“Yes, have you ever read, ‘From the lips of children ...’" (Matthew 21:16)

The blind and the lame came to him at the temple, and he healed them. But when the chief priests and the teachers of the law saw the wonderful things he did and the children shouting in the temple courts, "Hosanna to the Son of David," they were indignant. "Do you hear what these children are saying?" they asked him. "Yes," replied Jesus, "have you never read, " 'From the lips of children and infants you, Lord, have called forth your praise'?" (Matthew 21:16)

Was this about prophecy?

Some have interpreted that Jesus quoted this phrase from one of David's Psalms because Jesus was trying to indicate that David's Psalm was prophesying about Jesus.

This is simply a stretch of the imagination by those who seek to support their sectarian motives to exclude others from being able to approach God.

What Jesus was illustrating, is that while the crowds were praising Jesus as the representative of David. Jesus was not the son of David as has been inappropriately translated from the Greek word υἱός.

In this context, this Greek word translates to, "one who depends on another or is his follower."

In other words, Jesus was a follower of David. This is why he often quoted David's Psalms in his preaching.

In other words, they were proclaiming Jesus to be teacher within David’s teaching lineage - and the focus of David’s teachings was the praise of God, as he illustrated throughout the Psalms.

Is Jesus referring to one of David's Psalms here?

Let’s read the full context of the Psalm of David that Jesus is referring to in his statement above:
O LORD, our Lord, how majestic is Your Name in all the earth! You have set Your glory above the heavens. From the lips of children and infants You have ordained praise because of Your enemies, to silence the foe and the avenger. When I consider Your heavens, the work of Your fingers, the moon and the stars, which You have set in place, what is man that You are mindful of him, the son of man that You care for him? You made him a little lower than the heavenly beings and crowned him with glory and honour. You made him ruler over the works of Your hands; You put everything under his feet: all flocks and herds, and the beasts of the field, the birds of the air, and the fish of the sea, all that swim the paths of the seas. O LORD, our Lord, how majestic is Your Name in all the earth! (Psalms 8)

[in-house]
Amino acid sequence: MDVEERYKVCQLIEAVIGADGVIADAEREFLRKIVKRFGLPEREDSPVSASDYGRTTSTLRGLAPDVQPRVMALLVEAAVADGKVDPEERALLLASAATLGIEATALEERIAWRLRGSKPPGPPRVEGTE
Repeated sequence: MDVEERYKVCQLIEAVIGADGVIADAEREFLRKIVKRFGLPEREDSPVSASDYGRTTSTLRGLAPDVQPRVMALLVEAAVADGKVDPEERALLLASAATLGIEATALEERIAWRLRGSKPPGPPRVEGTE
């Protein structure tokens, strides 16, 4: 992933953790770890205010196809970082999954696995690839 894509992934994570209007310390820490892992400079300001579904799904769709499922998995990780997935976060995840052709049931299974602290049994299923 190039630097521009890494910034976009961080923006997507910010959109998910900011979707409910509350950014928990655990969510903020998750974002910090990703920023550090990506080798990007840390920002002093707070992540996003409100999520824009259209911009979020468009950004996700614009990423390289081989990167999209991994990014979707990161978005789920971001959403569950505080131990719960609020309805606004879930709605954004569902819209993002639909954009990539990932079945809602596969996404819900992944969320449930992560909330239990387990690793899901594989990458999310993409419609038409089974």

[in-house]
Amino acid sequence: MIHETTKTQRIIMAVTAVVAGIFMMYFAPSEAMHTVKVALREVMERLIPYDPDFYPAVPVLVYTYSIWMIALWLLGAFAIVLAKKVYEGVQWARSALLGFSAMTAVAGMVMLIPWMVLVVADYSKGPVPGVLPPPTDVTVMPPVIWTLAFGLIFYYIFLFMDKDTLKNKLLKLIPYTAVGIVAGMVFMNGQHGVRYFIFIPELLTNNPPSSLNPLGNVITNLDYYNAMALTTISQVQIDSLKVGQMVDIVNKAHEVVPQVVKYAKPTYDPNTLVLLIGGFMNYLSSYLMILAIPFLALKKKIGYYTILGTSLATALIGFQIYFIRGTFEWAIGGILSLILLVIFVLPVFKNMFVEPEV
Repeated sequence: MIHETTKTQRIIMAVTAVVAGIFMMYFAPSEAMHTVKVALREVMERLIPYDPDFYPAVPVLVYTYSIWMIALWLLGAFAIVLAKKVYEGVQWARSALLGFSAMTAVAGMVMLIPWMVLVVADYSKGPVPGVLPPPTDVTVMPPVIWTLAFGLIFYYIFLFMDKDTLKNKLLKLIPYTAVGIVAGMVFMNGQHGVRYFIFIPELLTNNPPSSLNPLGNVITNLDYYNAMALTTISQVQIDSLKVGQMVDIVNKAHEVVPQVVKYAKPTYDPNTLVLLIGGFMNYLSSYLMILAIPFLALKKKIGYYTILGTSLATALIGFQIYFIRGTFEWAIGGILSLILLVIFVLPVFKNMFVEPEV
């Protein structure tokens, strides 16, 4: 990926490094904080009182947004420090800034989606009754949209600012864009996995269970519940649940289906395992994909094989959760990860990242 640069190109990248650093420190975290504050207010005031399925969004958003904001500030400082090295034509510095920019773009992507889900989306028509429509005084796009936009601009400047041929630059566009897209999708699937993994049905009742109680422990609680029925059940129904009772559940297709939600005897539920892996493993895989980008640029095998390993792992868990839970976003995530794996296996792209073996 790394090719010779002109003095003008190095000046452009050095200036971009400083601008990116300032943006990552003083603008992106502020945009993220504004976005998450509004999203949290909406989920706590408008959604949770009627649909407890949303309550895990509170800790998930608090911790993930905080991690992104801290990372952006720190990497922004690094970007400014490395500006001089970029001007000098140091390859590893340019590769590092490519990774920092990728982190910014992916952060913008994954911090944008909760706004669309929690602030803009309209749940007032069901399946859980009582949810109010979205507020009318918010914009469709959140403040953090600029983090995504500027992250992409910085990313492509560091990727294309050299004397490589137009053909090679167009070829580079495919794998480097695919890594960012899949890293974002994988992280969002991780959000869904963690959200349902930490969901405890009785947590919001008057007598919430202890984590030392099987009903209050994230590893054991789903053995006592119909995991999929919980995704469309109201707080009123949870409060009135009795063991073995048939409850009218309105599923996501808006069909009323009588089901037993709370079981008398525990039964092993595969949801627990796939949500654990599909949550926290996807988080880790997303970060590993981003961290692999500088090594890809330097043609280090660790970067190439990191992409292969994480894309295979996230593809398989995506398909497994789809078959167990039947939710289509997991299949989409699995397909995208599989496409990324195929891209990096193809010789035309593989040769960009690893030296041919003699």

The key phrase they use to interpret that David is discussing Jesus is:
When I consider Your heavens, the work of Your fingers, the moon and the stars, which You have set in place, what is man that You are mindful of him, the son of man that You care for him?

Was David referring to himself as the 'son of man'?

Yes. David referred to himself as the "son of man" in these verses. In fact, many other statements in the Bible refer to different people outside of Jesus as "son of man." Consider these verses:
God is not a man, that he should lie, nor a son of man, that he should change his mind. Does he speak and then not act? Does he promise and not fulfill? (Numbers 23:19)

"how much less man, who is but a maggot — a son of man, who is only a worm!" (Job 25:6)

He [God] said to me, "son of man, stand up on your feet and I will speak to you." (Ezekiel 2:1)

He [God] said: "son of man, I am sending you to the Israelites, to a rebellious nation that has rebelled against me; they and their fathers have been in revolt against me to this very day. (Exe. 2:3)
(God referred to Ezekiel as the servant of humanity ("son of man") continuously, as evidenced by over 80 verses in Ezekiel).
As He came near the place where I was standing, I was terrified and fell prostrate. "son of man," He said to me, "understand that the vision concerns the time of the end." (Daniel 8:17)
So here we can see that Daniel was also referred to as a "son of man" (servant of humanity), as was Ezekiel, Job and David - and of course, Jesus.

(Note that these are from NIV 1984. In 2011, NIV editors edited out "son of man" from many of these verses. These "son of man" translations still exist in most other Bible versions.)

Is "son of man" a mistranslation?